Monday, 20 June 2016

Long-term Volunteers from Australia - a new irruption species?

Irruption [ih-ruhp-shuh n]

1. breaking or bursting in; a violent incursion or invasion.
2. a sudden increase in an animal population.

Hi, I’m Tracey-Ann and I’m the seabird monitoring volunteer on Skomer this summer. The role is a new one this year to help with the huge amount of monitoring work that goes on on the island during the peak seabird breeding time. I’m here for five weeks in total and the time is absolutely flying by, like a Puffin in a very strong crosswind (this is happening outside the window just now – who’d have thought that Puffins could go sideways so fast!) It’s such a fantastic privilege and a pleasure to work on Skomer, to join the amazing team of people here at the moment and, in an albeit extremely tiny way, to contribute to the long history of research and monitoring that Skomer is renowned for.

Summer is a busy time for Skomer’s seabirds and everyone who studies them. This Lesser Black-backed Gull was counted during the gull survey in May. Photo T-A Hooley.

I’ve come to Skomer from Melbourne (there’s a minor invasion of Australians here this year). I’m a biologist and have been hooked on seabird ecology and conservation since first meeting a Shy Albatross while sailing on a Tall Ship in Tasmania about eight years ago. I now crew Tall Ships as often as I can and I love the opportunity it provides for spending vast amounts of time in the seabirds’ realm, far out in the ocean and in every kind of weather. Watching albatrosses in flight in 40 knots of wind is absolutely breathtaking (and it’s why I’m enjoying the Fulmars here on Skomer so much – they fly in quite a similar way.) Back on land, my day job is at Melbourne Museum where I coordinate biodiversity surveys. We get into quite remote places where little or no survey work has been done yet. It’s such a contrast to Skomer with it’s impressively high intensity of monitoring and its robust data sets stretching back to the 1940’s. We’d love to have more data sets like these back home!

One of Skomer’s Northern Fulmars in flight at North Haven. Photo T-A Hooley.

This week on the island we’ve been busy finishing off the shearwater census. We somehow seem to have saved the most burrowy plots til last and so we’re working extremely carefully in the sites, crawling on hands and knees to check each burrow for a response to the playback of the shearwater call. After listening to the tape day in day out for the last couple of weeks, we’ve all managed to perfect out Manx Shearwater ‘impersonation’ – no doubt this will come in handy in a bar somewhere one day!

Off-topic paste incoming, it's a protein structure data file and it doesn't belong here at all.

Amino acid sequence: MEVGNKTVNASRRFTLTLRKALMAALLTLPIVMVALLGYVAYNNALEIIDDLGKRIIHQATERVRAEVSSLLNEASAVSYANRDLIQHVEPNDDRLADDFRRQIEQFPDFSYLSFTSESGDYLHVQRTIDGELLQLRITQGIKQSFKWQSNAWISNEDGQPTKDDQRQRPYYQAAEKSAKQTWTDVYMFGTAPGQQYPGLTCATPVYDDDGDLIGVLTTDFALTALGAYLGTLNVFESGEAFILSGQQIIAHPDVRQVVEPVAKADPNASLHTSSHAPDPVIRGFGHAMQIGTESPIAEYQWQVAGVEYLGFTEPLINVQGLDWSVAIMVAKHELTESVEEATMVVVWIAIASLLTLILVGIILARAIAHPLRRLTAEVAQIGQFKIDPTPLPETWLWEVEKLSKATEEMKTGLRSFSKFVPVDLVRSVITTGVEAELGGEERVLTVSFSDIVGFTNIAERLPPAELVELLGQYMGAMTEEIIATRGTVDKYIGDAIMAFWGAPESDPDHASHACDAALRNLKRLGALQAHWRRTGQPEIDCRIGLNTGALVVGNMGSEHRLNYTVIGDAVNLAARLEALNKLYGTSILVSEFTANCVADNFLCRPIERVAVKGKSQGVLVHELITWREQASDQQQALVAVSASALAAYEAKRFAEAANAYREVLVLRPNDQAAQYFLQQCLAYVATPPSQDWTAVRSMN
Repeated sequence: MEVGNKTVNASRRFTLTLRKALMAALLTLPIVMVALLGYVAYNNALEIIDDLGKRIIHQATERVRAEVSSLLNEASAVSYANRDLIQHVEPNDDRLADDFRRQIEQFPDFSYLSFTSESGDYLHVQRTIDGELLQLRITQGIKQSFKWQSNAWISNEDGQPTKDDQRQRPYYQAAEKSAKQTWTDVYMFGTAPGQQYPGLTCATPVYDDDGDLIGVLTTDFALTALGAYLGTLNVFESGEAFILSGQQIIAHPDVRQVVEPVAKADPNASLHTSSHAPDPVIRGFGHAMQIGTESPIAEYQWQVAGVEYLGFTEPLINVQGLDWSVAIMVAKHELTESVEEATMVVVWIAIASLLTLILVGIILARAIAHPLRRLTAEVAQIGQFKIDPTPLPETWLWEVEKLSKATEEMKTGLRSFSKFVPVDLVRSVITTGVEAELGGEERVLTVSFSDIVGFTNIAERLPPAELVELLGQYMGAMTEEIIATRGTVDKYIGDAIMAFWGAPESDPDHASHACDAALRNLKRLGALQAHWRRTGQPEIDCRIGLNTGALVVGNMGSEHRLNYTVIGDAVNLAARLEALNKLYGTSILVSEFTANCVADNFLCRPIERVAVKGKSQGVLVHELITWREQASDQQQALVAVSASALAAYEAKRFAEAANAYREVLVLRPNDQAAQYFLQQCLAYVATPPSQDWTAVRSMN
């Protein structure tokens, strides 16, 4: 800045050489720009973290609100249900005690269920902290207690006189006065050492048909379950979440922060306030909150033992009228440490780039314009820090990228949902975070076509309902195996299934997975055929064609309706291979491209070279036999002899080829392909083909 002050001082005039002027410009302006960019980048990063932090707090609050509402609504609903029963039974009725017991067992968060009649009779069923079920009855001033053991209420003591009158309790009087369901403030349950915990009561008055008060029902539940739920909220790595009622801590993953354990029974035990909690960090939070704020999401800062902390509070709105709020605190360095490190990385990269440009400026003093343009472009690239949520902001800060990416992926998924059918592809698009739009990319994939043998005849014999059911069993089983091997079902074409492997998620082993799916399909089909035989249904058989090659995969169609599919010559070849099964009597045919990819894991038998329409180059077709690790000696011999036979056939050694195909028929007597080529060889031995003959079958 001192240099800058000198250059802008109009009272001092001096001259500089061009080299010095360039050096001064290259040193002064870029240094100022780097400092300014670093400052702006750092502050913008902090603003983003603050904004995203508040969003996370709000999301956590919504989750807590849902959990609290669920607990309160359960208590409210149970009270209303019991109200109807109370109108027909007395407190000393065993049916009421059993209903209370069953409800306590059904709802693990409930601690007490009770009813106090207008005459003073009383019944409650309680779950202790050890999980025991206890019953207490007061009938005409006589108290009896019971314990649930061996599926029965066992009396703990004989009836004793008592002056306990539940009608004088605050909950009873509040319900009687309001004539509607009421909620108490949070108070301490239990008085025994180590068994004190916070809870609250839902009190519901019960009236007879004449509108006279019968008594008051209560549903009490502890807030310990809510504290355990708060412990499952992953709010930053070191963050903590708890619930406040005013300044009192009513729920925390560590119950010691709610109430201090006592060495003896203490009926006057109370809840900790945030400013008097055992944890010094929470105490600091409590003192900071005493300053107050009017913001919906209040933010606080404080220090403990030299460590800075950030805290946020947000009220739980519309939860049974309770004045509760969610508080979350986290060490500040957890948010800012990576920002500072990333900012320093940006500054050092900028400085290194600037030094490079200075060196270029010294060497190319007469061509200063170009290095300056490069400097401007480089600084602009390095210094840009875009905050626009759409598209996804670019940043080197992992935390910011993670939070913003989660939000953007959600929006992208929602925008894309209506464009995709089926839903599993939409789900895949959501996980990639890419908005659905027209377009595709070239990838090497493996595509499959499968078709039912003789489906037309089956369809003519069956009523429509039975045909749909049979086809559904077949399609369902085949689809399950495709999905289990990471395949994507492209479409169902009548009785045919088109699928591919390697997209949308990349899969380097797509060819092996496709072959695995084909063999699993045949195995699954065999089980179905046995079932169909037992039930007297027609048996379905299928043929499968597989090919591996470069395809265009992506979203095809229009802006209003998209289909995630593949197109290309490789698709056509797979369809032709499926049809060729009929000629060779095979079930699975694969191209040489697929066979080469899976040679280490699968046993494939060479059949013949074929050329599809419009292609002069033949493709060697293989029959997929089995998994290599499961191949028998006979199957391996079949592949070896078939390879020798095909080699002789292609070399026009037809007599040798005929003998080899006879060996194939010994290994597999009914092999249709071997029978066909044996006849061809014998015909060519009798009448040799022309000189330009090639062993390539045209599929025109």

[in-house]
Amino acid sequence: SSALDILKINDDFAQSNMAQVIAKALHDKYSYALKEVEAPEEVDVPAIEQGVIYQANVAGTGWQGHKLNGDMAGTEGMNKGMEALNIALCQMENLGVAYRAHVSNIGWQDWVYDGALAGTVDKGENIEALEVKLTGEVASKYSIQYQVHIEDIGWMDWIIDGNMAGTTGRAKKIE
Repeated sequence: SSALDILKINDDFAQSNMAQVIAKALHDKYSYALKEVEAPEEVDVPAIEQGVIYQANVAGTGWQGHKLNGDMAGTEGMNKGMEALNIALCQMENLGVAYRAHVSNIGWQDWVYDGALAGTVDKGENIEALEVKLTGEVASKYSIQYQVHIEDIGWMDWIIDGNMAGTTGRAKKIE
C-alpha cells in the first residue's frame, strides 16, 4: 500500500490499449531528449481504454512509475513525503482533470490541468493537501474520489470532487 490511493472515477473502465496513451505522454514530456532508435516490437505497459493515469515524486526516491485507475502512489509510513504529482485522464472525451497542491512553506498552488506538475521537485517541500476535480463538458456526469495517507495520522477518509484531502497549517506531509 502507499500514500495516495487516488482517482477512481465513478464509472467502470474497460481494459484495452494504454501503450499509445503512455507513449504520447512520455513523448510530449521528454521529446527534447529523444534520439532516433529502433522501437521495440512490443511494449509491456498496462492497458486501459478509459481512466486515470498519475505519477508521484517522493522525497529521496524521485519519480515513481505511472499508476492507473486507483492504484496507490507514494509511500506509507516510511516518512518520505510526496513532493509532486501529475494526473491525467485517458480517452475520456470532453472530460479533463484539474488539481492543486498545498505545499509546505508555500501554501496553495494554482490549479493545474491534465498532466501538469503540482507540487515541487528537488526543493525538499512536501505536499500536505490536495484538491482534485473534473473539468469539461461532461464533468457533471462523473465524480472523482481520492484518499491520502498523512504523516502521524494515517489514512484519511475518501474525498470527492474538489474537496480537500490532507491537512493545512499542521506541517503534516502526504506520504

Jane, Elisa, Bee and Andy doing their cover version of ‘Manx Shearwater, Greatest Hits’. Photo T-A Hooley.

And now we’re getting underway with the second round of the Whole Island Seabird Count. Every year, each cliff-nesting bird on the island is counted – twice! This means all the Common Guillemots, Razorbills, Black-legged Kittiwakes and Northern Fulmars (though this year our job has been made a little easier as we’re not required to count the Guillemots.) Doing the whole island count twice and then taking an average helps improve the reliability of the data. The results of the counts are plotted with data from all the preceding years to help identify trends in populations – are some species increasing or decreasing over time? If so, we can start to investigate why and potentially address any relevant conservation issues.

Razorbills – ‘2’, Puffins – ‘2’, Guillemots – ‘um, 1.75…’ Luckily we don’t have to include the Guillies in the Whole Island Count this year. Photo T-A Hooley.

For the purposes of the Whole Island Seabird Count, Skomer is divided into 45 sections of coastline. There are some classic, though rather hard to interpret, faded black and white photos of each section. To bring things up to date, we’ve just rephotographed each section of the island from the boat and compiled annotated, colour photographs with the boundary sections clearly marked. (This has meant a bit of office work, but luckily the office at North Haven has that view of the Puffins goings sideways in the gusts…)

Old and new photos of the cliff sections of Skomer. And the office window at North haven where the puffins go whizzing by… Photo T-A Hooley.

Finished photo of count section 1

We do most of the cliff counts from the RIB (rigid inflatable boat), and a few from land where there are suitable vantage points. Being out on the boat is one of the best bits of the Skomer fieldwork. We’re out each day that the wind is Force 4 or less and we do the counts from 10 am – 4 pm. This usually includes a little bit of time for a lunch break in the boat, often in a beautiful sheltered cove with seabirds swimming around us.

The Skomer team doing the seabird count - can you guess who I am? The Australian hat is a give away.  Photo Aaron Davies

Guillemots sneaking up on us on the RIB. They’re extremely curious and come very close to the boat, but whenever we turn around to look at them they swim away in a very nonchalant manner as if they weren’t really checking us out at all! Photo T-A Hooley.

Today we’re also having a team meeting to plan the Storm-petrel surveys. We’ll be starting these in the next day or so and doing them most evenings after the boat counts, so it looks like the next couple of weeks on the island are going to be well and truly action-packed! I’m really looking forward to it, though I hope it doesn’t make the time going zooming by even more quickly. Skomer is a truly amazing place and it’s going to be hard to leave.

Hmm, was that another puffin hurtling sideways past the window just now?...

(Seabird Long-term Volunteer)

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